The Birkbeck Pain Project
(Studies in the History and Science of Trauma)
The Birkbeck Pain Project is now part of the Birkbeck Trauma Project.
The experience of pain is both highly subjective and social, arising out of culturally-governed interactions, embodied consciousness and theories of the body and mind circulating within any particular period.
The Birkbeck Pain Project has evolved from a three-year project funded by the Wellcome Trust. We set out to advance our understanding between corporeality and culture by exploring the complex biomedical, neurological, psychological, cognitive, and sensory aspects of ‘the body in pain’.
Our approach is both historical (1760s to the present) and transcultural. We are analysing narratives of pain from diverse communities, including those whose voices were seldom heard. These include slave populations, prisoners, the poor, immigrant and religious groups, and children. In addition to understanding how people ‘without voices’ experienced and expressed pain in different cultural contexts, we are also interested in developing our understanding of clinical intersubjectivity between the patient and his or her physician and nurse.
We are drawing on manuscript sources primarily from institutions such as hospitals, prison and workhouse infirmaries, factories and schools in England, Wales, Scotland, Ireland, the US and Australia. We also explore published and unpublished diaries, letters, reports, journals and newspapers, lecture notes, annals, necrologies, sermons, oral histories, fiction, autobiographies, film, sound recordings, cartoons, and art.
Our research findings have been disseminated through a series of papers and journal articles, four major conferences, and a two-day public event. A monograph by Joanna Bourke The Story of Pain. From Prayer to Painkillers was published by Oxford University Press in 2014.
Fellows (click to see visiting fellows)
- In addition to Dr Jeremy Davies (Fellow), three Visiting Fellows joined us in 2012. They were
- Daniel S. Goldberg, J.D., Ph.D is an assistant professor in the Department of Bioethics & Interdisciplinary Studies at the Brody School of Medicine, East Carolina University, U.S. His historical research focuses on two topics in mid to late nineteenth-century America and Britain: the history of medical imaging, especially the history of early American roentgenology, and the history of pain without lesion. During the Visiting Fellowship, he worked on comparing the beliefs, attitudes and practices of leading British neurologists with those of their American counterparts. Details and podcasts from his public workshop 'History of Pain without Lesion in the mid to late Nineteenth Century' held in May 2012 can be found here.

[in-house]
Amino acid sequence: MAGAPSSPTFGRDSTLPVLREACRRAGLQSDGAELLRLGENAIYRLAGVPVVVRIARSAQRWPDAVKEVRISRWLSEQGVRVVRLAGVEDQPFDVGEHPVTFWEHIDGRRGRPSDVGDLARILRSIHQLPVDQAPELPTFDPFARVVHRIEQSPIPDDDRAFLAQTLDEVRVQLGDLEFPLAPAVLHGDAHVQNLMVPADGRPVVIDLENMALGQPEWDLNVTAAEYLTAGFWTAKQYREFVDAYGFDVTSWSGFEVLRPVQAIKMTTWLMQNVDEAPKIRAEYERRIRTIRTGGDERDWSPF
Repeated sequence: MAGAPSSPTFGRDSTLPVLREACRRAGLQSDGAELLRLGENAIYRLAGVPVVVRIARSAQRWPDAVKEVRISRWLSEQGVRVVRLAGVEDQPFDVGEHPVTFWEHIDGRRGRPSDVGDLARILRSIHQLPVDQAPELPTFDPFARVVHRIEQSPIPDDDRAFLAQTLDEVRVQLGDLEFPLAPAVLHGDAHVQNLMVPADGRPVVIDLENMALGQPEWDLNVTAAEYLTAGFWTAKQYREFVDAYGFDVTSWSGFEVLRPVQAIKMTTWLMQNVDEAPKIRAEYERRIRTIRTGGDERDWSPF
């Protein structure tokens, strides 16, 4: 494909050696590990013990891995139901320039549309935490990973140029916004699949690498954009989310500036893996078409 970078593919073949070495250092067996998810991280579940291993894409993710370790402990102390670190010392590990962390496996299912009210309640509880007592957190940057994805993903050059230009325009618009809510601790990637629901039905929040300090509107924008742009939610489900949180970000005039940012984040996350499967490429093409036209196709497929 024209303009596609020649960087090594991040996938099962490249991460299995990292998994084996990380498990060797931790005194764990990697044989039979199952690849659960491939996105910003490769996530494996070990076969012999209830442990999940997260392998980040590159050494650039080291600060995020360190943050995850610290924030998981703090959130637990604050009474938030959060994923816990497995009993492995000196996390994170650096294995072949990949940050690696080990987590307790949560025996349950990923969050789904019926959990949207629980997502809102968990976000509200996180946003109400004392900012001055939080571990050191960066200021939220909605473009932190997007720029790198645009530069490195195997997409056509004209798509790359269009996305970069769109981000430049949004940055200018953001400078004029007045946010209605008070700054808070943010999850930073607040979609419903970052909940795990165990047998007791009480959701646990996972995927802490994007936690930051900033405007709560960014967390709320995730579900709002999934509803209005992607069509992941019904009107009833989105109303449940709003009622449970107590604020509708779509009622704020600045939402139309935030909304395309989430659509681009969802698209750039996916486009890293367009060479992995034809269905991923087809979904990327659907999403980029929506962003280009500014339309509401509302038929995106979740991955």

- Lynn Botelho, Ph.D is currently a Distinguished Faculty for Research and University Professor at Indiana University of Pennsylvania, and a Life Fellow of Clare Hall, Cambridge. In May 2012, she was awarded a prestigious Fulbright-King's College London Scholar Award. She used her Fellowship to research the physical pain of aching joints and the mental anguish of declining authority that often prompted the early modern England's ageing population to feel and call themselves 'old'. She has given a series of public talks to groups of older people about ageing in the past. Her fellowship culminated in a public conference 'Pain and Old Age: Three Centuries of Suffering in Silence?'. Details and podcasts can be found here.
- Ph.D, is a Research Fellow at the Languages of Emotion Cluster, Freie Universität, Berlin. His research has focused on the history of the human-animal relation, cruelty, callousness and anthropocentrism. He is currently working on institutional and social practices related to different concepts of compassion as sympathetic pain in late Victorian Britain. During his fellowship he conducted research on early Darwinist attempts to prescribe moral action through a natural-law understanding of the evolution of compassion. His public workshop was titled 'Pain as Emotion; Emotion as Pain: Perspectives from Modern History'. Details and podcasts can be found here.